The world wide web is frequently cast as the great enemy of traditional culture, undermining the music industry, the film industry and publishing. Yet one form of art has now found a way through - perhaps even a way to thrive - and provide careers for artists of the future. The visual arts are booming online.
This is the claim of a growing number of virtual art galleries, backed this spring by an annual survey of the fine art market. The survey shows the value of the online trade is now around pounds 1.57bn and is likely to more than double by 2018. Experienced art collectors and newcomers are both increasingly using websites to find original contemporary works and ordering them for delivery like furniture. There is no need to go to a gallery or deal with frosty gallery owners. Instead, art can be viewed, paid for and returned if it does not match expectation.
"We have reached a tipping point," said
"We have been playing around with this and now seems the right time," she said. "Young people have a sense they can be involved in a world that even five years ago would have seemed pretty intimidating. I find it intimidating to go into some galleries and I have worked in the art world for 10 years. So if you can find a site with the right environment with a name you can trust, it is very appealing."
Online galleries are also an easier way to spot emerging talent. "There was a tremendous amount of great new art being sold at charity auctions, but unless you were on that small circuit of buyers invited to those events you were never going to see it," said Khan.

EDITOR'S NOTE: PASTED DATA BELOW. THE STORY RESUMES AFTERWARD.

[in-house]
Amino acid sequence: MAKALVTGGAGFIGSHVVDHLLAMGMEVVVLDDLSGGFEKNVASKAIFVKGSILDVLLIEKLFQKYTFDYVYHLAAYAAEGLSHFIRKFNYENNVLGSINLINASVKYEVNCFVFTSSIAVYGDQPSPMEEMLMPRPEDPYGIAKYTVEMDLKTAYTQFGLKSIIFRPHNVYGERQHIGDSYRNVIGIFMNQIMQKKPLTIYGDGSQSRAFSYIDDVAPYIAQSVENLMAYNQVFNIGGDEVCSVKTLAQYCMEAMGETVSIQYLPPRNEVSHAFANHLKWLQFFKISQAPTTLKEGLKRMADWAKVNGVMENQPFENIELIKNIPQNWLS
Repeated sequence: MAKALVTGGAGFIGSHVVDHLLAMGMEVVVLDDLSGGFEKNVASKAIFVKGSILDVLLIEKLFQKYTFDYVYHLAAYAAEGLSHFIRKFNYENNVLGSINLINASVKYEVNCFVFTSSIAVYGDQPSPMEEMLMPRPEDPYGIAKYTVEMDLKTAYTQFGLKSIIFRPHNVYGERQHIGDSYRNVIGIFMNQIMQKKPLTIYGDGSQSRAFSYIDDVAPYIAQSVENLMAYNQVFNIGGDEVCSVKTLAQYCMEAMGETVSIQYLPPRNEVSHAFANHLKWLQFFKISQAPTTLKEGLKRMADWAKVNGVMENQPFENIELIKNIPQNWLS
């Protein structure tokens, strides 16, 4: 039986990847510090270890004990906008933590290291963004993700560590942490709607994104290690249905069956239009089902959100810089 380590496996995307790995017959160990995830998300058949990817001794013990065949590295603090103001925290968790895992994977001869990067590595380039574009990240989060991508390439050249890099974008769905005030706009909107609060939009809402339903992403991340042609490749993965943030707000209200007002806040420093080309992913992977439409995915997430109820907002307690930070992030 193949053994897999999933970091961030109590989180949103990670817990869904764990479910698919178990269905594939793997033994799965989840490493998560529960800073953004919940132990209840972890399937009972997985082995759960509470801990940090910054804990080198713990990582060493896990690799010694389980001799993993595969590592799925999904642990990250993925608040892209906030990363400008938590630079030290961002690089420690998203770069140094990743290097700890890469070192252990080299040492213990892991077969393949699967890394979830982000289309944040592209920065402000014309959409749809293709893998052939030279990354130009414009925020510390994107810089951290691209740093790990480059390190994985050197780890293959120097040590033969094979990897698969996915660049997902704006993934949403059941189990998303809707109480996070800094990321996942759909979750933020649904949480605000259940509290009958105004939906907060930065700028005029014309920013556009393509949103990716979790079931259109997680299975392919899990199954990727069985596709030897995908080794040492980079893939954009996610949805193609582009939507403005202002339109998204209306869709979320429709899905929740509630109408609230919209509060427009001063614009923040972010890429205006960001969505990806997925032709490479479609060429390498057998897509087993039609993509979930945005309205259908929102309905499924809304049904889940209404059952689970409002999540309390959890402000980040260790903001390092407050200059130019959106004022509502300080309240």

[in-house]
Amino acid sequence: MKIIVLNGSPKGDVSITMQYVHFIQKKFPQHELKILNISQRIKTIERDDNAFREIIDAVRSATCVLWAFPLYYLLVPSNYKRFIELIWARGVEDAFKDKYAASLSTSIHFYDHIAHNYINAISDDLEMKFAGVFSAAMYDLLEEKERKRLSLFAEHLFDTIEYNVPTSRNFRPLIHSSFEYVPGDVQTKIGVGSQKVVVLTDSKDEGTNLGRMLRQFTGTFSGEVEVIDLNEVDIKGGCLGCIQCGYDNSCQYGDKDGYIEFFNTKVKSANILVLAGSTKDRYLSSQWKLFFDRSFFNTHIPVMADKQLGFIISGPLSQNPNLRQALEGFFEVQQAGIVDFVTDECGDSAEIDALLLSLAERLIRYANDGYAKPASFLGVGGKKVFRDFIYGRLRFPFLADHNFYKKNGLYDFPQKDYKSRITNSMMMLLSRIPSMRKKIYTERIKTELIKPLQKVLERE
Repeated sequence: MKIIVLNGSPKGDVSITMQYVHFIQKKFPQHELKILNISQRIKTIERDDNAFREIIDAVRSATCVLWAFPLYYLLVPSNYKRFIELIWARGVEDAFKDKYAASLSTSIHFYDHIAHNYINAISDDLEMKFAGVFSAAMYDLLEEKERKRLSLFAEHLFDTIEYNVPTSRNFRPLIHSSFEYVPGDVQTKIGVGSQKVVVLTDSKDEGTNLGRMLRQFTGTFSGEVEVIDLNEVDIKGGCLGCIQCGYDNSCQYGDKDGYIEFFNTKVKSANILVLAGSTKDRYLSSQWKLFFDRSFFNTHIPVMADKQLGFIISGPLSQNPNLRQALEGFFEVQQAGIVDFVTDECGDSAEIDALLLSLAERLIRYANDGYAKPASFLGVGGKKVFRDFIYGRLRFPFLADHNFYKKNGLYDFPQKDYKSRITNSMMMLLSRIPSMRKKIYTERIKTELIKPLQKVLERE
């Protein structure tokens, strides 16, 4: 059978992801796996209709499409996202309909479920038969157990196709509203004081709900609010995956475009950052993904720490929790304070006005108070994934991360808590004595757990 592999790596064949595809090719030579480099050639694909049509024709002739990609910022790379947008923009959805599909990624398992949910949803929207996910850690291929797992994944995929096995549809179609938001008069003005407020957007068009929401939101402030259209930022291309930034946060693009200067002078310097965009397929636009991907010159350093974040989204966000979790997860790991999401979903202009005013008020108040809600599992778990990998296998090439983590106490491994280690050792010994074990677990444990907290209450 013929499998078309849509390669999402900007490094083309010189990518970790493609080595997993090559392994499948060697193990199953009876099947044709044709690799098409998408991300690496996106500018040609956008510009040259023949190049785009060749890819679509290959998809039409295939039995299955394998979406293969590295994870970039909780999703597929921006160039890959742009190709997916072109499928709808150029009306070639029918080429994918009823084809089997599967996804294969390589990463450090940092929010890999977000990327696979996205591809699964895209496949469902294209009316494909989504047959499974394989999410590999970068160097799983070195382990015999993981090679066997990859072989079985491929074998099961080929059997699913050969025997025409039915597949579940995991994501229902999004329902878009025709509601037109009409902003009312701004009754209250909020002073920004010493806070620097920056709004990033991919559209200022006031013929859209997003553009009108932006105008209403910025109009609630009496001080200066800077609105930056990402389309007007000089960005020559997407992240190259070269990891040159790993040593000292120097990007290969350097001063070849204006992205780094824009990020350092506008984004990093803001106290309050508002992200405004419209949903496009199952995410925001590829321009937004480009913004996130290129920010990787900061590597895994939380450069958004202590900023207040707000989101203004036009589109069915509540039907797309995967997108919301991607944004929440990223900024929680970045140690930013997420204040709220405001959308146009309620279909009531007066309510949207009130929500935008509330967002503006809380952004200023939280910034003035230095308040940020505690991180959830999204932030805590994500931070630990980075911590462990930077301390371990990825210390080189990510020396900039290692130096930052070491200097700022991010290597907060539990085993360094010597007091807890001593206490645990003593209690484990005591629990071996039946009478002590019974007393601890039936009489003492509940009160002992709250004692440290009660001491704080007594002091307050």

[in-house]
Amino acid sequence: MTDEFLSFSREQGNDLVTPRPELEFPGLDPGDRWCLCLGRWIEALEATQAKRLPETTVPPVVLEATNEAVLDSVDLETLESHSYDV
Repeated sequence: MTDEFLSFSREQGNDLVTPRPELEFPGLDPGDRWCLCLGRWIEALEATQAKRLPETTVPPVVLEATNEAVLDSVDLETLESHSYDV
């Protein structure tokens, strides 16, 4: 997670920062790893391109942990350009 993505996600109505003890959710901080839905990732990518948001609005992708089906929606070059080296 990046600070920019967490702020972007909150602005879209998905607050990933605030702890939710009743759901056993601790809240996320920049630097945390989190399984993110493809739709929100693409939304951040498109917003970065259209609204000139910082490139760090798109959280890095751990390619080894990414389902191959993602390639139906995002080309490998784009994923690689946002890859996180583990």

The research, by British fine art insurer
Key sites include ArtFinder,
"The idea is to make great art available to a far broader audience," said Blackburn. "I get so excited about the different ways this works. Ours is the kind of place you could spend pounds 75, as you might once have done in
Independent art adviser and academic
Yet, according to Wilson, the limited, privileged cocoon of the international art market has been cracked open. "Historically the art world has catered for a very small number of people," she said. "It has been run in their own interest to a certain extent. They knew the more people who were in that world, the more difficult it would be to keep control." Saatchi's online gallery now features artists from 100 countries and has collectors in 80 countries.
Wilson and Blackburn both agree that the transformation is not only broadening the art market geographically, it is creating a new path for artists. "When I was last in London I had an artist crying with joy because he had given up his last part-time job to concentrate on his art," said Wilson. "We are giving new artists the chance to earn a living. Some can even earn up to pounds 100,000 a year."
"It is really exciting for the artists," said Blackburn. "Twenty years ago they simply could not sell anything. Now they have a route that bypasses all that."
Last year Amazon launched its own art portal and
Online gallery Light Space & Time recently announced one of its regular monthly online art competitions, inviting all artists working in 2D to offer up their "landscapes" for judging this month. The 10 finalists will be exhibited online in June.
Also announced last month was the birth of a new investment opportunity for art lovers. My Art Invest, based in Shoreditch, east
And for those who find their wallets empty even before browsing art online, there is always the website showcasing all the public art work they already own, as a nation, digitised in 2012.
White Cube, home of
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